21 minutes
23 minutes
28 minutes
= 1 / (1/30 + 1/45 + 1/90) [SAME UNITS]
= 1 / (3/90 + 2/90 + 1/90)
= 1 / (6/90)
= 90/6
= 15 minutes
Old 03-11-08, 11:53 PM
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Just in case here is another one:

x - .20X = 12590


solve for x

Very easy maybe its just late at night and I'm getting tired

Last edited by M2theAX; 03-11-08 at 11:57 PM.
Old 03-12-08, 08:21 AM
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Originally Posted by das Monkey
Not in my bar!

They're assuming drinks are mixed in such a uniform fashion that a partially mixed drink from one person can be combined with a partially mixed drink from another person to create a complete mixed drink. In reality, we know that's not true. Who puts the umbrella in?

The more "correct" answer is 3 minutes. Instead of figuring out how many drinks someone can mix in a unit of time, you should figure out how much time it takes to mix a single drink. Steven takes 15 seconds, Sue takes 30, and Jack takes 45. At 2:44, you only have 10 drinks from Steven, 5 from Sue, and 3 from Jack for a total of 18. Steven has 14/15 of a drink finished, Sue has 14/30, and Jack has 29/45, which is enough to combine for 2 more drinks, but that's real world dumb. In reality, Steven will finish the 19th drink at 2:45, and all 3 of them will finish a drink at 3:00 for a total of 22.

I'm just sayin' ...

das
Das is correct. JasonF is "semi-correct." His method is rigorously correct ONLY for the LCD intervals in which each preparer has completed an integer number of drinks, in this case 90 s, and 11 drinks completed. Unfortunately, 20 is not an exact multiple of 11, so detail-diving is required.

You can work out a time line:
90 s, Steve , Sue 3, Jack 2, 11 total
120 s, Steve 2, Sue 1, 14 total
135 s, Steve 1, Jack 1, 16 total
150 s, Steve 1, Sue 1, 18 total
165 s. Steve 1, 19 total
180 s, Steve, Sue, Jack each complete drink, 22 total, unles you make two of them stop.

Similar skills are useful in packing shipping containers, as only integer numbers of boxes can be put in (assuming whole shipment is the same product).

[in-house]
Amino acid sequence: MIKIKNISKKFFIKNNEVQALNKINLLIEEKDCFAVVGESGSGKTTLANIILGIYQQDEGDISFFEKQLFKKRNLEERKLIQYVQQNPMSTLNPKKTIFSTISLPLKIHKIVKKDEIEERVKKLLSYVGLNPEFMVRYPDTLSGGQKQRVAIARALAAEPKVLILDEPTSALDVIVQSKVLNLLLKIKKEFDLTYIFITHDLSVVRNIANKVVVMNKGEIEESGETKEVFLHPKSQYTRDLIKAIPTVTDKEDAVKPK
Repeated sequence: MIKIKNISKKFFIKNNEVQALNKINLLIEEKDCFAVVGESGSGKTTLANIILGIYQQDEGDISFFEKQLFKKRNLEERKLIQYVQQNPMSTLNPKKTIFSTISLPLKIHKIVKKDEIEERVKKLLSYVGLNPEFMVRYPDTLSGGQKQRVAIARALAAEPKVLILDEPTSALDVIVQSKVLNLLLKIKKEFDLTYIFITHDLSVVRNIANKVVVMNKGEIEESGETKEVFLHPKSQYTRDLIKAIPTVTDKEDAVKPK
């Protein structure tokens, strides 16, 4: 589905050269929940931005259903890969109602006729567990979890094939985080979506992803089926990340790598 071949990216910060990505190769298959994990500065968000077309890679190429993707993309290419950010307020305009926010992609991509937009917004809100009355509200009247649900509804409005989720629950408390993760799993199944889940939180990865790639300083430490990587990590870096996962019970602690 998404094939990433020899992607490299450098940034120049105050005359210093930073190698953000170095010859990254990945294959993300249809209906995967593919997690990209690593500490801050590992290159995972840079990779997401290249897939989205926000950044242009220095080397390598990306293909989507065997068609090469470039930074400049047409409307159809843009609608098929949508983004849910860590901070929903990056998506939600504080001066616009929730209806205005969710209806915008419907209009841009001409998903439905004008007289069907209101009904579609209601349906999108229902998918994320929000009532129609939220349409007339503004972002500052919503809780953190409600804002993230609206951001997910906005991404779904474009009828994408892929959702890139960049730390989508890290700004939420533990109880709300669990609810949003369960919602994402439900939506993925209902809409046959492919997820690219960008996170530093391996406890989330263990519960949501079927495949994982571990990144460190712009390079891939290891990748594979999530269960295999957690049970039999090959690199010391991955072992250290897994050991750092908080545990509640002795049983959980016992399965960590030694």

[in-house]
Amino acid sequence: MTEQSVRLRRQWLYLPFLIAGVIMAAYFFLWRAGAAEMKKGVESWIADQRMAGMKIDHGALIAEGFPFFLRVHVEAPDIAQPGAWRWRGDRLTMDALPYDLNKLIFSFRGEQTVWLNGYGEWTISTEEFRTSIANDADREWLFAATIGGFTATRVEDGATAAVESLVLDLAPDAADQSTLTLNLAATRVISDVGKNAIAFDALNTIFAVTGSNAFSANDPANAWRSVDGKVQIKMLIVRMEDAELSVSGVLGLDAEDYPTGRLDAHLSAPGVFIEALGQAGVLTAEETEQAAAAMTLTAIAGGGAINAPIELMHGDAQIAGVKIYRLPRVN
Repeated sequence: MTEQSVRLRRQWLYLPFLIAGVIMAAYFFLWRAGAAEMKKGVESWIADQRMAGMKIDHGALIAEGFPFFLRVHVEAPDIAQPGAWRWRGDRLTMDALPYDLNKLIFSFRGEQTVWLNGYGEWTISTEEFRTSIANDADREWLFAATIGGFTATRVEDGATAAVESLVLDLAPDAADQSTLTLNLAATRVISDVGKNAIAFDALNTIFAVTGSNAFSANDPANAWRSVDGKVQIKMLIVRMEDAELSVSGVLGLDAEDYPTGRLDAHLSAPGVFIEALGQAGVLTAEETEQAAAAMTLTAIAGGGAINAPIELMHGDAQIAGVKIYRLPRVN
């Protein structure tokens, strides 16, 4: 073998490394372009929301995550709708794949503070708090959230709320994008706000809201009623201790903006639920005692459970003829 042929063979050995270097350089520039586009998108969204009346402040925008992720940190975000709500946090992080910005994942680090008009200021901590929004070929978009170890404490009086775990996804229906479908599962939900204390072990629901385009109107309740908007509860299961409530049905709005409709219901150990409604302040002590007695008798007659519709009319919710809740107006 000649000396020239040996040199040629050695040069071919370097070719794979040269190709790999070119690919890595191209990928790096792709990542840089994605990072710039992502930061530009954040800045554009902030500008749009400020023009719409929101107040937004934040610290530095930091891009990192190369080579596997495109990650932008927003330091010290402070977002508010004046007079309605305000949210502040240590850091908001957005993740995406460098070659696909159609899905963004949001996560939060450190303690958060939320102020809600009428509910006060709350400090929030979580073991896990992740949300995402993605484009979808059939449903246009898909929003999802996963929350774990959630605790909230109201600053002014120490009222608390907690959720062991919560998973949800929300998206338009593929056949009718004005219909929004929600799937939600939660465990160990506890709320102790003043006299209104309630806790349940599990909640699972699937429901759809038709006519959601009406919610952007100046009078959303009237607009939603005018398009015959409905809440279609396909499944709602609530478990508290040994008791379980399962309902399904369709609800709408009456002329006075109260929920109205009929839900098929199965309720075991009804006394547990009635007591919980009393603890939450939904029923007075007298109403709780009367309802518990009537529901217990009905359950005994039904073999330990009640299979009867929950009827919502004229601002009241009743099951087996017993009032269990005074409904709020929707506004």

Old 03-12-08, 08:30 AM
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Originally Posted by M2theAX
Just in case here is another one:

x - .20X = 12590


solve for x

Very easy maybe its just late at night and I'm getting tired

x - .20x = 12590
x(1 - .20) =12590
x(.80) = 12590
x = 12590/(.80)
x = 15737.5

Check your answer by plugging in 15737.5 to x.

15737.5 - .20(15737.5) = 12590
15737.5 - 3147.5 = 12590
12590 = 12590
Old 03-12-08, 08:32 AM
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Originally Posted by das Monkey
The same logic <i>should</i> be applied to that problem. How much water is in a bucket or how many buckets does it take to fill the pool?
das
Exactly. If the number of buckets to fill the pool happens to be a prime number, then it certainly can not be divided by 2, 3, or 6, and in 15 minutes (exactly) none of them will have delivered an exact integer number of buckets.

If the number is divisible by 6, we don't need to know the exact number, only that property, and the 15 minutes is correct.

The lies your teacher your taught you! (it is still a useful approximation, just recognize it isn't exact.)
Old 03-12-08, 10:53 AM
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Where are they filling their buckets? I can imagine Tony and Sue waiting for Jim to finish filling his bucket the _damn faucet.

"If 1 man can dig a post hole in 20 minutes, 20 men can dig a post hole in 1 minute."

Last edited by Nick Danger; 03-12-08 at 11:02 AM.
Old 03-12-08, 11:01 AM
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Tony is a lazy mofo if it takes him twice as long to do a job than a girl.
Old 03-12-08, 11:02 AM
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Originally Posted by OldDude
Das is correct. JasonF is "semi-correct." His method is rigorously correct ONLY for the LCD intervals in which each preparer has completed an integer number of drinks, in this case 90 s, and 11 drinks completed. Unfortunately, 20 is not an exact multiple of 11, so detail-diving is required.

You can work out a time line:
90 s, Steve , Sue 3, Jack 2, 11 total
120 s, Steve 2, Sue 1, 14 total
135 s, Steve 1, Jack 1, 16 total
150 s, Steve 1, Sue 1, 18 total
165 s. Steve 1, 19 total
180 s, Steve, Sue, Jack each complete drink, 22 total, unles you make two of them stop.

Similar skills are useful in packing shipping containers, as only integer numbers of boxes can be put in (assuming whole shipment is the same product).
If this is a computer-graded multiple choice test, there is no provision for detail-diving. They almost certainly want the "flow-rate" answer of 2:44.

You don't get credit for giving the correct real-world answer to a badly formed question.

Interesting problem, though. I would have given Jason's answer, and not thought any further. And I would have been wrong.
Old 03-12-08, 11:53 AM
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The answer should be the first choice under 2 minutes 44 secs. I worked it out as gven below:

Steve makes each drink in 15 seconds (5 mins = 300 seconds...300/20=15)

Sue makes each drink in 30 secs (10 mins = 600 seconds...600/20= 30)

Jack makes each drink in 45 secs (15 mins = 900 seconds...900/20= 45)


Every 90 seconds they altogether make 11 drinks (6+3+2).

90 divided by 11 = 8.181818181

8.1.8181818181 multiplied by 20 = 163

163 divided into minutes and seconds = 2 mins 44 secs
Old 03-12-08, 12:32 PM
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Originally Posted by james2025a
The answer should be the first choice under 2 minutes 44 secs.
At 2:44 (164 s), if you work out how many drinks each server has COMPLETED and add them, the total is only 18.
19th drink will be finished by Jack a second later.